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Investors in Britain's largest companies have rowed back on the protests over pay which most readily symbolised public distaste over perceived corporate greed during last year's 'shareholder spring'...The decline in dissent comes shortly before
Yue Yuewei/ Yue Yuewei/Xinhua Press/Corbis Almost half of the bosses of the UK's biggest companies failed to secure a rise in their salaries this year during the "shareholder spring" move against excessive boardroom pay...The widespread pay freeze
Public pressure 'driving shift on senior executive pay' Mr Skeoch says incentives to top managers should be long-run and paid in shares more than cash Public pressure is helping drive a gradual shift on pay for senior corporate executives, according
It comes at a time when earnings for the vast majority of people are stagnating and represents a record of just over 200 times average total pay in the private sector of just under £24,000 (on latest figures from the Office for National Statistics).
Monday May 21 2012 The corporate world is emerging from several weeks of boardroom turbulence dubbed the "Shareholder Spring". In annual meeting after annual meeting around the world, boards have been taken to task by investors and other stakeholders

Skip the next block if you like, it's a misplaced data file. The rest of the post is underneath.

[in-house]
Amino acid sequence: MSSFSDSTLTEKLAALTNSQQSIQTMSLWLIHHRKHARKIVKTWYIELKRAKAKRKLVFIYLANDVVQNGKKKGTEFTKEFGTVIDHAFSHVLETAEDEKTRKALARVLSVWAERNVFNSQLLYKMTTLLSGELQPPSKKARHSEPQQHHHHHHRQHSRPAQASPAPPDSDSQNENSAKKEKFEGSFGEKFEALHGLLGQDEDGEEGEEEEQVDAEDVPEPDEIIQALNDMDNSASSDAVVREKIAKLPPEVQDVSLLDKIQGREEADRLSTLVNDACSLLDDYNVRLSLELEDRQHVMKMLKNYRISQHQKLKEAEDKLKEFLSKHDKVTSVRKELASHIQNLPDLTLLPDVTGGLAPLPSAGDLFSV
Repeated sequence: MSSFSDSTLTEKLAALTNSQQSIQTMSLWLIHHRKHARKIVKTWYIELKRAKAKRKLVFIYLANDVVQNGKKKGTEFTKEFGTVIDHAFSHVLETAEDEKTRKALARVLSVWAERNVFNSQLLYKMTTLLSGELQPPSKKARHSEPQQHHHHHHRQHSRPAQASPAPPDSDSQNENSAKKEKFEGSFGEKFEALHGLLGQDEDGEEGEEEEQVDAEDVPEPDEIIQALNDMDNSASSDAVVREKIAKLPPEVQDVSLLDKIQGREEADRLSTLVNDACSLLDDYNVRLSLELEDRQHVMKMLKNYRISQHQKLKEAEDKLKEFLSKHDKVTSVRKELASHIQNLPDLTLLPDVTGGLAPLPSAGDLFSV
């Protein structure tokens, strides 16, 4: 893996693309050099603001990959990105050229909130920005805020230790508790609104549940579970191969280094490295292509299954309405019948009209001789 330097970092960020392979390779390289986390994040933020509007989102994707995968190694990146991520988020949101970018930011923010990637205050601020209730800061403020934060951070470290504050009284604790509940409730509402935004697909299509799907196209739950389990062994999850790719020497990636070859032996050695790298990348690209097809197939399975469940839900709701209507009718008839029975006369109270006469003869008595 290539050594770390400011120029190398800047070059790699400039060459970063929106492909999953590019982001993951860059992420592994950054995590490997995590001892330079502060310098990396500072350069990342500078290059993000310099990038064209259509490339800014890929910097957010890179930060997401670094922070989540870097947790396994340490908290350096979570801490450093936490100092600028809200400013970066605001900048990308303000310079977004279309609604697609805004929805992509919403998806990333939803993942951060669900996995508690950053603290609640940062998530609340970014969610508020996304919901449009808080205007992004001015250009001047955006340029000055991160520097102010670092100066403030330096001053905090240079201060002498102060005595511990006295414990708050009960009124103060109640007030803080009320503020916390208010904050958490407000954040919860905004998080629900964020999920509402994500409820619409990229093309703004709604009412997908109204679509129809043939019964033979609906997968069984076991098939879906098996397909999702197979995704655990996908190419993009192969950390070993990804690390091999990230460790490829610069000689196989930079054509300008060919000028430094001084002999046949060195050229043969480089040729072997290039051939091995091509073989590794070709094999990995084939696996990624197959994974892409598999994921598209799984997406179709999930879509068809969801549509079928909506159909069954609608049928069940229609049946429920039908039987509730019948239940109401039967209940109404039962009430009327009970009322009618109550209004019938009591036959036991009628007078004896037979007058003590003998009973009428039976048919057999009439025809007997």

News in pictures On Facebook Suggested Topics Anger over boardroom pay will explode again this week as further investor rebellions demonstrate the "shareholder spring" of unrest continues unabated...Both companies are braced for chunky votes against
News in pictures Suggested Topics It may not be the storming of the Winter Palace but there is a whiff of revolution in the air. Boards of some of the UK's biggest companies, used to having their bumper bonuses and pay awards simply nodded through at
Protesters dressed as suited eagles on Barclays cycle hire bikes demonstrate outside the bank's AGM last month. Photograph: Oli Scarff/Getty Images Reaction to the shareholder revolt over Bob Diamond's £17.7m payout has been split into two main camps.
David Levenson/AFP/Getty Images Roll up, roll up for week five of the hunting season everybody's compelled to call "the shareholder spring". The main attractions this time will see the stocks loaded with all the directors of science firm Cookson (
The perennial request for more police on the streets was met in satirical fashion on Thursday', when more than 30,000 officers marched against the cuts in London. Photograph: Eddie Keogh/Reuters I realise that history repeats itself as farce, and